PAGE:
The Chinese government needs to respond, at least partly, to what people want, even if that means allowing movies that deal with uncomfortable themes or don't fall into line with the values that the Party wants to promote.
June Dreyer posits four scenarios for the future of China in her book. One can argue in favor of any of the scenarios she discusses. The intricacies of this topic will be salient to United States foreign policy making for years to come.
China will not implode. Its road to superpower status will be bumpy, even rocky in parts, but the fundamentals of sustained macroeconomic expansion are in place and, for the large part, enduring. Here are 10 popular misconceptions about China.
Is your money market account stuck in a rut? If so, you're not alone. Money market rates have been locked into a long and steady descent for a few years now. Finally, though, there are signs that this could change in the months ahead.
Maybe Herman Cain, the latest boomlet in the GOP presidential race, will be elected president. Or maybe his 15 minutes of fame have just arrived. Either way, it behooves us to see what he thinks about America's trade mess.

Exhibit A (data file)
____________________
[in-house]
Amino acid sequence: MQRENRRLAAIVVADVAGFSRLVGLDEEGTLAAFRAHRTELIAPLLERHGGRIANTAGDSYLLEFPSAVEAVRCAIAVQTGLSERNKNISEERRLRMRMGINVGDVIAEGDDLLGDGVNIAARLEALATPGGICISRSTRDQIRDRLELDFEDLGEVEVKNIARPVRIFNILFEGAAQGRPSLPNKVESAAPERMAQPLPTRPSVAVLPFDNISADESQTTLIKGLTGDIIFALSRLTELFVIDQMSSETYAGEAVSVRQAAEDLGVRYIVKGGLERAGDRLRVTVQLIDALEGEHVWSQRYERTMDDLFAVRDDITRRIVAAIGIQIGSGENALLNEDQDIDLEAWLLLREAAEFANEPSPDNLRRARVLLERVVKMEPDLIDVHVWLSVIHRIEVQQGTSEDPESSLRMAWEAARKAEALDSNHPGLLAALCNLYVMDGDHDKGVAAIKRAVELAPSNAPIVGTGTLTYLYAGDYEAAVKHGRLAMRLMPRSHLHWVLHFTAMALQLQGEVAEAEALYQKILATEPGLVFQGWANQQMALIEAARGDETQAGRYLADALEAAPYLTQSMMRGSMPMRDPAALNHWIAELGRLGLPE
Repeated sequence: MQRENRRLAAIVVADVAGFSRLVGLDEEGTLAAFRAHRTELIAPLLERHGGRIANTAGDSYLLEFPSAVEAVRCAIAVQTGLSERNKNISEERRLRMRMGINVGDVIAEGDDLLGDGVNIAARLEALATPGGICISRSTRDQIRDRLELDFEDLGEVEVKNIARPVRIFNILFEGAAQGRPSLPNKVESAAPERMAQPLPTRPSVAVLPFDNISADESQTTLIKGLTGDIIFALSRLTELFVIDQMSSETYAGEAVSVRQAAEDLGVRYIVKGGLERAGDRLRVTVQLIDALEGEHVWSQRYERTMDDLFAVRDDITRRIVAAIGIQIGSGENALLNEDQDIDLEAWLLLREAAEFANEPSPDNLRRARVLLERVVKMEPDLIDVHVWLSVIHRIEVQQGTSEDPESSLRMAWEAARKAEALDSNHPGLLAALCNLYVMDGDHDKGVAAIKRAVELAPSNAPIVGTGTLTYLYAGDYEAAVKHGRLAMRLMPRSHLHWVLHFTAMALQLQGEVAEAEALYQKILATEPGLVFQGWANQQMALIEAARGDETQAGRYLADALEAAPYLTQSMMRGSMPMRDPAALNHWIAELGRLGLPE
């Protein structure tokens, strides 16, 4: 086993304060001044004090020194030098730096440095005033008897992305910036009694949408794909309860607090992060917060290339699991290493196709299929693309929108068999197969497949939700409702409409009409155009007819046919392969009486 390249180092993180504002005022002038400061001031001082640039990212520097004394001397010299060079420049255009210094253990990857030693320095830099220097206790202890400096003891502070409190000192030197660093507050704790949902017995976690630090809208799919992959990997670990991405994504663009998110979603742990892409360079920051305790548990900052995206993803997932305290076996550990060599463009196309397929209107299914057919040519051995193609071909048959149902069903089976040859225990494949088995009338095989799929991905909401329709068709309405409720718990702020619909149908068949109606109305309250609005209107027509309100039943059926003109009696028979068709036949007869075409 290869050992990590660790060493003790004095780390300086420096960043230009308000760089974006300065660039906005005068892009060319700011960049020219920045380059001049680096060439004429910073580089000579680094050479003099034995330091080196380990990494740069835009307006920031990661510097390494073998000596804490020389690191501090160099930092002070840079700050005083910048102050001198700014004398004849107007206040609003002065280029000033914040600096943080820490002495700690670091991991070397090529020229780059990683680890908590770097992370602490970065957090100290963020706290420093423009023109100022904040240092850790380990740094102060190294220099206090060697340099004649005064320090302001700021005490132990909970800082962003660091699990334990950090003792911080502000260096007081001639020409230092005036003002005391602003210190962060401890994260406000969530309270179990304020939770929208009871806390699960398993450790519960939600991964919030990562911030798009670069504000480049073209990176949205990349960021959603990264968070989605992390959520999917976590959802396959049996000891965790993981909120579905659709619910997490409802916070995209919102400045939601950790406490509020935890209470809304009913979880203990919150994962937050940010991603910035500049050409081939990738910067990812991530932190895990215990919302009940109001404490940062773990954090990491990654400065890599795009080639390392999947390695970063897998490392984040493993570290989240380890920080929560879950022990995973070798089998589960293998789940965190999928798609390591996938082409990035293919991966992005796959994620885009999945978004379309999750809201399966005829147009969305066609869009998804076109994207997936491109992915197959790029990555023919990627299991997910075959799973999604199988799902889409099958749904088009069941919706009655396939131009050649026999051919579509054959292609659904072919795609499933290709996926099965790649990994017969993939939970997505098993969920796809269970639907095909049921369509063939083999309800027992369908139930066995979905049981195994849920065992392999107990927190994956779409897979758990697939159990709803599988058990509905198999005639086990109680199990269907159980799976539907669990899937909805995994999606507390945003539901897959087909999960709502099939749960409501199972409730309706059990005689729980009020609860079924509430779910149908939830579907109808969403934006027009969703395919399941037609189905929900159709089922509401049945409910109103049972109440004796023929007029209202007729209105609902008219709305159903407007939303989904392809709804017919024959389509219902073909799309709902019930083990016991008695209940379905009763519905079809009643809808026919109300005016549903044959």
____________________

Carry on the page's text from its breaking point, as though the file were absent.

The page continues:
The contrast between the erosion of American power and Beijing's ascension appeared vivid when Vice President Joe Biden was obliged to address the concerns of the Chinese people who are "skeptical about America's future prospects."
Party rulers in China are trapped in a position that chess players deeply fear, zugzwang, where any move made puts you at disadvantage. In China, the potential cost of both action and inaction is economic collapse.
It may seem paradoxical, even perverse, to suggest that the Republican party is soon going to have to abandon free market ideology. But this is quite likely true, and it may be the political weapon that will marginalize Democrats for a generation.
In today's world of soaring energy costs, power rationing and export taxes on key commodities, wage gaps are less important. When the power goes off, it suddenly doesn't matter if your labor is expensive.
There are two Chinas, one falling and one rising. At the Shanghai Zoo, both are on display. Pessimists will shake their heads at stultifying bureaucracy. Optimists are reassured by the unquantifiable, relentless energy of the people.